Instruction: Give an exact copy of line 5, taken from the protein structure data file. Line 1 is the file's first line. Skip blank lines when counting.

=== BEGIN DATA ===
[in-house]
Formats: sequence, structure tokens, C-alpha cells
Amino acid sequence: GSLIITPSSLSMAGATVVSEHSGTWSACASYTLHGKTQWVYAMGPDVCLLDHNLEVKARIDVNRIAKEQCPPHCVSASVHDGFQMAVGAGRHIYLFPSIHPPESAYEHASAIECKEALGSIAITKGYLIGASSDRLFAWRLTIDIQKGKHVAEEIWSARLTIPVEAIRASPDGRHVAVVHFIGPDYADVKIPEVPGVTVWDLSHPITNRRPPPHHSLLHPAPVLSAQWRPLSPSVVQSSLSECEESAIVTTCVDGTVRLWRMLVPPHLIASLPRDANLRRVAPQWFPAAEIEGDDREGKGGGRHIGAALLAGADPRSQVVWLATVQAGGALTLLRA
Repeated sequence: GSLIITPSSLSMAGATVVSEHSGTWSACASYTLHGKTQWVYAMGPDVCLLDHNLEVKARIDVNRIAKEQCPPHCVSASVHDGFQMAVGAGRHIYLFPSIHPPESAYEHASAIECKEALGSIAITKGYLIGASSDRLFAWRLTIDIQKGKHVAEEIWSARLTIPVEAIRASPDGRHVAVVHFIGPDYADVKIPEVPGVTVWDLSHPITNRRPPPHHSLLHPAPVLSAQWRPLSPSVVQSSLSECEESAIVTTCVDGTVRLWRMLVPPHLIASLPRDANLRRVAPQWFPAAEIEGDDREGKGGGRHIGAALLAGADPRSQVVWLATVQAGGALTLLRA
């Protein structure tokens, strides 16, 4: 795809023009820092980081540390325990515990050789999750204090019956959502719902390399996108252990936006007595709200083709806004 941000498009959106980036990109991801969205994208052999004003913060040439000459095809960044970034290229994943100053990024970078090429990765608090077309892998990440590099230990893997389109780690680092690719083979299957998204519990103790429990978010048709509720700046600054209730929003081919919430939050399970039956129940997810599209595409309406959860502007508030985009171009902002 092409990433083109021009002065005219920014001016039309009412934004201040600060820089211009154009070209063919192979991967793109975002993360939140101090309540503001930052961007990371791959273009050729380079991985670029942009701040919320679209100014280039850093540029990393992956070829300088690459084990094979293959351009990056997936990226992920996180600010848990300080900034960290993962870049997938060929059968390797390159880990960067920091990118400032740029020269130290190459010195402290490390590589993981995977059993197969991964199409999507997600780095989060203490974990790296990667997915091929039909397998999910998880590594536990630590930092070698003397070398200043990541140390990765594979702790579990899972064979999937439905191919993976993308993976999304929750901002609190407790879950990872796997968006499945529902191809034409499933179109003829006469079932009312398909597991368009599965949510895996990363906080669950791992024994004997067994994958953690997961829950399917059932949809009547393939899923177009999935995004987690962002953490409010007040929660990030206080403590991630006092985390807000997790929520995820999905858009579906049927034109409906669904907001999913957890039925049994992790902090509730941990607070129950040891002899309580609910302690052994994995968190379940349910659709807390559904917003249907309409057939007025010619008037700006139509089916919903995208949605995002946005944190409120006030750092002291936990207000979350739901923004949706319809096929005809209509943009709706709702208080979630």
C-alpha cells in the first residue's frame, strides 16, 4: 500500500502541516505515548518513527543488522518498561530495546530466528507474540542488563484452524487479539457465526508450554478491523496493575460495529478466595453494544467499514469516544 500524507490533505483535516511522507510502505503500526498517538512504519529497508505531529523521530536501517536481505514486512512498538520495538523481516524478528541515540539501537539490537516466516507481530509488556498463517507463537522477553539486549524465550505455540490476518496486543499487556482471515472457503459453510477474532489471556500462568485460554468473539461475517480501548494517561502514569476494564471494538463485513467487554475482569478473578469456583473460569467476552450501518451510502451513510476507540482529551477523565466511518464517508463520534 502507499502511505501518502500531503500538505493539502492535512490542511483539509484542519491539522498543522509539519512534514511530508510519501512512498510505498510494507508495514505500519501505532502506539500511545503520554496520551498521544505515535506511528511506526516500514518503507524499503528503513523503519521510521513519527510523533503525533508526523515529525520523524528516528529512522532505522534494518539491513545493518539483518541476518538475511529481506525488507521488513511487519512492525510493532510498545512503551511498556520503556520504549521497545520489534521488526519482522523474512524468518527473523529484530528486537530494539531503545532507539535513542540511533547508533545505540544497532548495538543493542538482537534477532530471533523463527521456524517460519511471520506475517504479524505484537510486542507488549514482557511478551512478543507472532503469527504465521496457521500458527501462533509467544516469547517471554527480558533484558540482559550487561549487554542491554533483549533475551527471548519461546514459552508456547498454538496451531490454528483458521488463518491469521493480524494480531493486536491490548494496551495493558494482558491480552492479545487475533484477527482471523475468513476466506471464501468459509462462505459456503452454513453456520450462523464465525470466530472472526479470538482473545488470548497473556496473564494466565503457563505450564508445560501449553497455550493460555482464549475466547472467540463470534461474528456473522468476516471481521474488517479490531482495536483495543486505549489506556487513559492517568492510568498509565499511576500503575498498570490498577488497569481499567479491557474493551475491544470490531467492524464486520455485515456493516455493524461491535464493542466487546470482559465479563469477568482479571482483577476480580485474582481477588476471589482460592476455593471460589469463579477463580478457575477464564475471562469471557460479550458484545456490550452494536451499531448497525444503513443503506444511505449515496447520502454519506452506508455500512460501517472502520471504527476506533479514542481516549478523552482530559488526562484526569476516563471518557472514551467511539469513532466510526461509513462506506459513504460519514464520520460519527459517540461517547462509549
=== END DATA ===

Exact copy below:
């Protein structure tokens, strides 16, 4: 795809023009820092980081540390325990515990050789999750204090019956959502719902390399996108252990936006007595709200083709806004 941000498009959106980036990109991801969205994208052999004003913060040439000459095809960044970034290229994943100053990024970078090429990765608090077309892998990440590099230990893997389109780690680092690719083979299957998204519990103790429990978010048709509720700046600054209730929003081919919430939050399970039956129940997810599209595409309406959860502007508030985009171009902002 092409990433083109021009002065005219920014001016039309009412934004201040600060820089211009154009070209063919192979991967793109975002993360939140101090309540503001930052961007990371791959273009050729380079991985670029942009701040919320679209100014280039850093540029990393992956070829300088690459084990094979293959351009990056997936990226992920996180600010848990300080900034960290993962870049997938060929059968390797390159880990960067920091990118400032740029020269130290190459010195402290490390590589993981995977059993197969991964199409999507997600780095989060203490974990790296990667997915091929039909397998999910998880590594536990630590930092070698003397070398200043990541140390990765594979702790579990899972064979999937439905191919993976993308993976999304929750901002609190407790879950990872796997968006499945529902191809034409499933179109003829006469079932009312398909597991368009599965949510895996990363906080669950791992024994004997067994994958953690997961829950399917059932949809009547393939899923177009999935995004987690962002953490409010007040929660990030206080403590991630006092985390807000997790929520995820999905858009579906049927034109409906669904907001999913957890039925049994992790902090509730941990607070129950040891002899309580609910302690052994994995968190379940349910659709807390559904917003249907309409057939007025010619008037700006139509089916919903995208949605995002946005944190409120006030750092002291936990207000979350739901923004949706319809096929005809209509943009709706709702208080979630």